Functional neuroimaging of duration discrimination on two different time scales

Neurosci Lett. 2010 Jan 29;469(3):411-5. doi: 10.1016/j.neulet.2009.12.040. Epub 2009 Dec 23.

Abstract

Analyses of neural mechanisms of duration processing are essential for the understanding of psychological phenomena which evolve in time. Different mechanisms are presumably responsible for the processing of shorter (below 500 ms) and longer (above 500 ms) events but have not yet been a subject of an investigation with functional magnetic resonance imaging (fMRI). In the present study, we show a greater involvement of several brain regions - including right-hemispheric midline structures and left-hemispheric lateral regions - in the processing of visual stimuli of shorter as compared to longer duration. We propose a greater involvement of lower-level cognitive mechanisms in the processing of shorter events as opposed to higher-level mechanisms of cognitive control involved in longer events.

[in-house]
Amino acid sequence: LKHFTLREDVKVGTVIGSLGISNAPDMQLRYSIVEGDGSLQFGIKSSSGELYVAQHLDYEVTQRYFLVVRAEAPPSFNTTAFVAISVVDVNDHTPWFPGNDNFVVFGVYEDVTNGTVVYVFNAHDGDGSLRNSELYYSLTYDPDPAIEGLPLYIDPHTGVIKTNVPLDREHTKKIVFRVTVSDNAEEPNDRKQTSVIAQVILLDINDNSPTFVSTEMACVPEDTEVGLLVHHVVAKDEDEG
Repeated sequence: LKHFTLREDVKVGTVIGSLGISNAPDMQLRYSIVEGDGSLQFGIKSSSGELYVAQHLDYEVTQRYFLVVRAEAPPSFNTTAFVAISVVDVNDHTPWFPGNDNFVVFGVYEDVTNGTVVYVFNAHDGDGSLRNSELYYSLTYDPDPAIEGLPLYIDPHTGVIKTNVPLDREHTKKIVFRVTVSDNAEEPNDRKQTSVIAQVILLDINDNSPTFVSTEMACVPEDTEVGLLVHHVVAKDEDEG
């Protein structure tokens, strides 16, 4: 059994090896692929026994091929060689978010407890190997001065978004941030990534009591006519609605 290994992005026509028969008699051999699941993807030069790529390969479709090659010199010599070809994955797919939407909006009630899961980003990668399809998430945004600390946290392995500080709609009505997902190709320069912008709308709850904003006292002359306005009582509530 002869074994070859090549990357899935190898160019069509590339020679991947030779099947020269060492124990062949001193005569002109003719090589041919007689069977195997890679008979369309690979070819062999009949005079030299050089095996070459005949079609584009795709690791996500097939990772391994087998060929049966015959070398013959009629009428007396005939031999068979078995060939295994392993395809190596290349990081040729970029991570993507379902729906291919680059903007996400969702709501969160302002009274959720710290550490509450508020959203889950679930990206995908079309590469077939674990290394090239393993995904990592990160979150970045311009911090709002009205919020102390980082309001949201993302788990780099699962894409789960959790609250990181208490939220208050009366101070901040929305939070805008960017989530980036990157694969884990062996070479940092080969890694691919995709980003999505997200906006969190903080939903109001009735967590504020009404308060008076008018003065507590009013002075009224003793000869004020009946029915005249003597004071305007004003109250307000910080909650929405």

Publication types

  • Research Support, Non-U.S. Gov't

MeSH terms

  • Adult
  • Brain / physiology*
  • Brain Mapping
  • Cognition / physiology
  • Discrimination, Psychological / physiology*
  • Female
  • Humans
  • Magnetic Resonance Imaging
  • Male
  • Neuropsychological Tests
  • Photic Stimulation
  • Time Factors
  • Time Perception / physiology*
  • Visual Perception / physiology*
  • Young Adult